TREE MORTALITY ANALYSIS OF GIANT SEQUOIA GROVES IN SEQUOIA AND KINGS CANYON NATIONAL PARK
KeywordsGiant sequoia -- California.
Sequoia and Kings Canyon National Parks.
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PublisherThe University of Arizona.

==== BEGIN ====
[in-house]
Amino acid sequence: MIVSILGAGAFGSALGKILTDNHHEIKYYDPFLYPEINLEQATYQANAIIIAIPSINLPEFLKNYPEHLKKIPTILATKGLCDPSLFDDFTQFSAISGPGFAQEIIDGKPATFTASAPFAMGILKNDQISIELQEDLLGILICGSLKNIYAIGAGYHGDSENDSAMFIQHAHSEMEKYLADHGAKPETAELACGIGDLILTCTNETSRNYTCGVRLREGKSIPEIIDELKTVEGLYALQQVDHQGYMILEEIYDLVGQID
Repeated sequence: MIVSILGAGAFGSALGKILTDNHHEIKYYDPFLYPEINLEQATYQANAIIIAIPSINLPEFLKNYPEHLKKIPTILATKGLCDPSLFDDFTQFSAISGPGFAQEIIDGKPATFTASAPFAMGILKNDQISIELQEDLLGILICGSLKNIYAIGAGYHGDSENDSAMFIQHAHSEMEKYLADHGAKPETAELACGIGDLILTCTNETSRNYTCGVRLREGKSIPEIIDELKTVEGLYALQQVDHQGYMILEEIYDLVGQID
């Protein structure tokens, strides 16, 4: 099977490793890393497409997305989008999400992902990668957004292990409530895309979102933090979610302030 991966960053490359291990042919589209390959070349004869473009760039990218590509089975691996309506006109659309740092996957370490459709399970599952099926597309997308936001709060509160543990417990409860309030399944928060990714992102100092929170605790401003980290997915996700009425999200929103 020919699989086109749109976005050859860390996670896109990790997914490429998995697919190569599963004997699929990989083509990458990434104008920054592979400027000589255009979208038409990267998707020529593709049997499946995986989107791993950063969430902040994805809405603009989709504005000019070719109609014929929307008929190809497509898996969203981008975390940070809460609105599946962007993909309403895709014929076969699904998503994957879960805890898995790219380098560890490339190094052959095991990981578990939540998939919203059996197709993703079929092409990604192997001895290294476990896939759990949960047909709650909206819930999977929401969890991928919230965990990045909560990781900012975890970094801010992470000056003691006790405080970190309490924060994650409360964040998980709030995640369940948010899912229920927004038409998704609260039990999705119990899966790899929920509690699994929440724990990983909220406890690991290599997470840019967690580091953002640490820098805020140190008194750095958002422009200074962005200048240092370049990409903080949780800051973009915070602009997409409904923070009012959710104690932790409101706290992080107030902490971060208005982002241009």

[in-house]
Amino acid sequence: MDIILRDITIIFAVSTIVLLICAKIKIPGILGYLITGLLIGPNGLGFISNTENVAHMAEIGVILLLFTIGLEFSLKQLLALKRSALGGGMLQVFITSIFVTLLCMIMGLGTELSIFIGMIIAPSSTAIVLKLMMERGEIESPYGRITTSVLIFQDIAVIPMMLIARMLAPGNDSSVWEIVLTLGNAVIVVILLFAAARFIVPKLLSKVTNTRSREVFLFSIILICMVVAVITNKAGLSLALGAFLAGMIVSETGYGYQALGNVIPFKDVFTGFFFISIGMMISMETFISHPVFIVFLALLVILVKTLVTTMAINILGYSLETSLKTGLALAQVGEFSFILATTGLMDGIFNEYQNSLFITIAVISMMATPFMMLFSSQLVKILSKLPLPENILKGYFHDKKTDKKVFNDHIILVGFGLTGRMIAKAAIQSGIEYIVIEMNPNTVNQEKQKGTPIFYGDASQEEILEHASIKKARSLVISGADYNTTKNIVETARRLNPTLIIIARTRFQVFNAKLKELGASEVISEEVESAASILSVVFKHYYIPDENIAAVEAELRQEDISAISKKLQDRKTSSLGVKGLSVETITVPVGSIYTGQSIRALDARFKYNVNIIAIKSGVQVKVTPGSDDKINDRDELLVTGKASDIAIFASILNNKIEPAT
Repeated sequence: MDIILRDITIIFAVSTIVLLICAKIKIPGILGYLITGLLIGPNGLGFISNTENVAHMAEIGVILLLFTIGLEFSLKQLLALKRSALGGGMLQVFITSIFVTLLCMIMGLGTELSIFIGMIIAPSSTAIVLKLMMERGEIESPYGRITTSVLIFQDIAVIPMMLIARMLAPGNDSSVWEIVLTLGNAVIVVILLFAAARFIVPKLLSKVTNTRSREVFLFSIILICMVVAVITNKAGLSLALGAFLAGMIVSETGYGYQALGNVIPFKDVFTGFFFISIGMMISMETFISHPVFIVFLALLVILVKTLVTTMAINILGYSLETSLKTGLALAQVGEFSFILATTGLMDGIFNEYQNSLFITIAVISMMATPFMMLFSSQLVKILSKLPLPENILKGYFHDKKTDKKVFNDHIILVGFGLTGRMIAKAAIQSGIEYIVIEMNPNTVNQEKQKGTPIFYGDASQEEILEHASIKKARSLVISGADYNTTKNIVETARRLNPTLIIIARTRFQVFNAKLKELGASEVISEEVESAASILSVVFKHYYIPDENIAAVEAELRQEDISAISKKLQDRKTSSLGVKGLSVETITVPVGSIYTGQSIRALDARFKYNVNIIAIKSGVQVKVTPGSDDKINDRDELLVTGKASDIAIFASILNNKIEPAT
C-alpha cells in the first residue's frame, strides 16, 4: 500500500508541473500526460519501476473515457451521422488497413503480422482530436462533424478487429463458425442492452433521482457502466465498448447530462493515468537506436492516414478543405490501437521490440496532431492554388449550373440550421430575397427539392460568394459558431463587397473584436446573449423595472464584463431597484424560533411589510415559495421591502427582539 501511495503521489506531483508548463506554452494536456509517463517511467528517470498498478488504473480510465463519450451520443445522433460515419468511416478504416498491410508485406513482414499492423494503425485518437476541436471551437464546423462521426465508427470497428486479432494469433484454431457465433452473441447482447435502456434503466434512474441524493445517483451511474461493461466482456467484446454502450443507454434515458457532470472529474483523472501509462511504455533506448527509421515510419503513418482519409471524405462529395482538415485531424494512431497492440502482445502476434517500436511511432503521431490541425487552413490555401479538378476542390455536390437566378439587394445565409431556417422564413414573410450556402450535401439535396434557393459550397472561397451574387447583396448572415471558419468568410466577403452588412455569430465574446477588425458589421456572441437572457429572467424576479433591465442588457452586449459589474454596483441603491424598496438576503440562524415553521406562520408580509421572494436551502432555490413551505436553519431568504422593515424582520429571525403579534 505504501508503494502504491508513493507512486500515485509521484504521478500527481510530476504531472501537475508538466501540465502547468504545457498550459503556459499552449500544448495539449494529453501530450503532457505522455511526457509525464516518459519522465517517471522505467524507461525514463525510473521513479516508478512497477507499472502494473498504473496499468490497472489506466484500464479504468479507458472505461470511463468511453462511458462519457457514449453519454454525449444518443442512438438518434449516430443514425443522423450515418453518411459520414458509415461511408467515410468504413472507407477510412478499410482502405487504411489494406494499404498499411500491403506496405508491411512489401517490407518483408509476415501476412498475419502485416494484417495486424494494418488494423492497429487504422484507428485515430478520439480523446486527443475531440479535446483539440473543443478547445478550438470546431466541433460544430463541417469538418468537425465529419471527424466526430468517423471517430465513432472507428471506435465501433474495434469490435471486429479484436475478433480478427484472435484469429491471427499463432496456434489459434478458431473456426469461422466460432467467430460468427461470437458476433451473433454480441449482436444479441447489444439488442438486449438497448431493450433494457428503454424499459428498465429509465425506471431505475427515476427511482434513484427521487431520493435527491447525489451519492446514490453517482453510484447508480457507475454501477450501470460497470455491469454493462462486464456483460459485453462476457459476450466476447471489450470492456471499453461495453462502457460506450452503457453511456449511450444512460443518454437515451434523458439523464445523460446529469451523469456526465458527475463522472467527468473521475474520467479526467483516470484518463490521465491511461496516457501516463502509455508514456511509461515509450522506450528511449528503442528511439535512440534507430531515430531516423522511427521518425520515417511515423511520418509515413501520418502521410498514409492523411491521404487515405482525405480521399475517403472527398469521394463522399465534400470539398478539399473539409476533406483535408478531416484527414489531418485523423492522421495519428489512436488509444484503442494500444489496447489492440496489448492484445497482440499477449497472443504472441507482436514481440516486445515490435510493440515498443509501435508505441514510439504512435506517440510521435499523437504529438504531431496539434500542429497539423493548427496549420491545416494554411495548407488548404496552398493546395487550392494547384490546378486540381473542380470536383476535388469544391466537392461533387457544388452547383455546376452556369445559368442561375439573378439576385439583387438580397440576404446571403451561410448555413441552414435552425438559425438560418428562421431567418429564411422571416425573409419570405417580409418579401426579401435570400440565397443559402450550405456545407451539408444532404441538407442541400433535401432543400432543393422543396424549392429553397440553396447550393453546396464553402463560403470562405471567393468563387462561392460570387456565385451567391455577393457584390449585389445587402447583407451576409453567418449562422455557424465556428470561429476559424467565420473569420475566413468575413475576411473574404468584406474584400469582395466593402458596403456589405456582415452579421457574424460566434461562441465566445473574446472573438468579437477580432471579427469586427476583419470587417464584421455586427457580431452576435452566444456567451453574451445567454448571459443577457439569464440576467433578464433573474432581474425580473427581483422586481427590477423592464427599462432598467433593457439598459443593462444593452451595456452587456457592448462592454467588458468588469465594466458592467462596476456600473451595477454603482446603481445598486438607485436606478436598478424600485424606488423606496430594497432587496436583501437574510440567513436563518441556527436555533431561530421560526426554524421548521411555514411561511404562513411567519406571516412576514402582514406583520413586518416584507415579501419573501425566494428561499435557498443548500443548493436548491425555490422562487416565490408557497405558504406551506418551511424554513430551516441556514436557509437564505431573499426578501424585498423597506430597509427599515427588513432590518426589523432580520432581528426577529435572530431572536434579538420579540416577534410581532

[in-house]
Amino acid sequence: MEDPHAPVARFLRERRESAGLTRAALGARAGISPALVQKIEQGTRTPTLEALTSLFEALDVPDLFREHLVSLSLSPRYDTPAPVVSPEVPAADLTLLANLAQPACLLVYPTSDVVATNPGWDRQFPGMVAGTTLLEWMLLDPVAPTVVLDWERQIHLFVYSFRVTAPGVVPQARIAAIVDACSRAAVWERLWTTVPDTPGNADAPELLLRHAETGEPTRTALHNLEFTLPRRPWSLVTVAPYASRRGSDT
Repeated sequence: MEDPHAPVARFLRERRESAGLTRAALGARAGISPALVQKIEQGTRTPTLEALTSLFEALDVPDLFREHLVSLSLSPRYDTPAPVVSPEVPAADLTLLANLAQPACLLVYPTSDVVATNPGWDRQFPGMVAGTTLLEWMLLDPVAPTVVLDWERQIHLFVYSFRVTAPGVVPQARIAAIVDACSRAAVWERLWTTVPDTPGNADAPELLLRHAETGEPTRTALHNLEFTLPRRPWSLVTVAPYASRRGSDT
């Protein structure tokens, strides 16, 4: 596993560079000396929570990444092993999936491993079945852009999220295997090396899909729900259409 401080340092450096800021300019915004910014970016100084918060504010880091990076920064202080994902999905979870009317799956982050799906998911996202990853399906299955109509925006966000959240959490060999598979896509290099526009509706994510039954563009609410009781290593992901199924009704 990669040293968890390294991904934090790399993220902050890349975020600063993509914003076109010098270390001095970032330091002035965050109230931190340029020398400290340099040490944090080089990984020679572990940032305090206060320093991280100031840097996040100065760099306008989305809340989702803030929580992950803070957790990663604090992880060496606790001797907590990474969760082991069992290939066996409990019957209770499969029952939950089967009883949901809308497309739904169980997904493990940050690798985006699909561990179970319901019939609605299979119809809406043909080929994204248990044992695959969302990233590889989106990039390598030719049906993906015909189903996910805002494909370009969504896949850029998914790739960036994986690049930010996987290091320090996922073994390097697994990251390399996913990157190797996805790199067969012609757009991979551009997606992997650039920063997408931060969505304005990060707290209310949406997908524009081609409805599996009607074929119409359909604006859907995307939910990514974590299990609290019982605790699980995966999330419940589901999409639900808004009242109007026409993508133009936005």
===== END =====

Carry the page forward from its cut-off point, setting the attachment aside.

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AbstractCalifornia has been in a drought since the year 2000 and is now considered to be in a “megadrought” (Borunda, 2021). Dead and weak trees are susceptible to native bark beetles and as the drought continues to create more vulnerable trees, the bark beetle population has been increasing, causing more tree mortality (Rosner, 2020). Giant sequoia trees are the largest trees on Earth and live for thousands of years (“Giant Sequoias”, 2021). Scientist have seen not a severe increase in sequoia tree mortality due to the drought but have seen a “die-back” in their foliage and canopy loss caused by low water stress (“Leaf to Landscape”, 2016). Fire is an important part to the life cycle of giant sequoia trees, and they have been known to survive through many fires throughout their existence (“Giant Sequoias and Fire”, n.d.). However, with an increase in forest fire fuel from the drought, rising temperatures causing dryer tinder and many years of fire suppression, fires are getting unnaturally hotter and stronger, putting sequoia trees at risk (Fox, 2021). When scientists noticed their dying foliage and canopy loss, the Leaf to Landscape Project was created through partnership with multiple federal agencies and universities to study the giant sequoia trees health (“Leaf to Landscape”, 2016). The project collected tree data by flying an aircraft over Sequoia and Kings Canyon National Park using LiDAR technology (Nydick, 2018). My project utilizes the LiDAR data to analyze dead tree clusters and their proximity to giant sequoia groves using a variety of cluster finding techniques using ArcGIS Pro. Locating dead tree clusters will help assist with future fire planning for the protection of sequoia trees.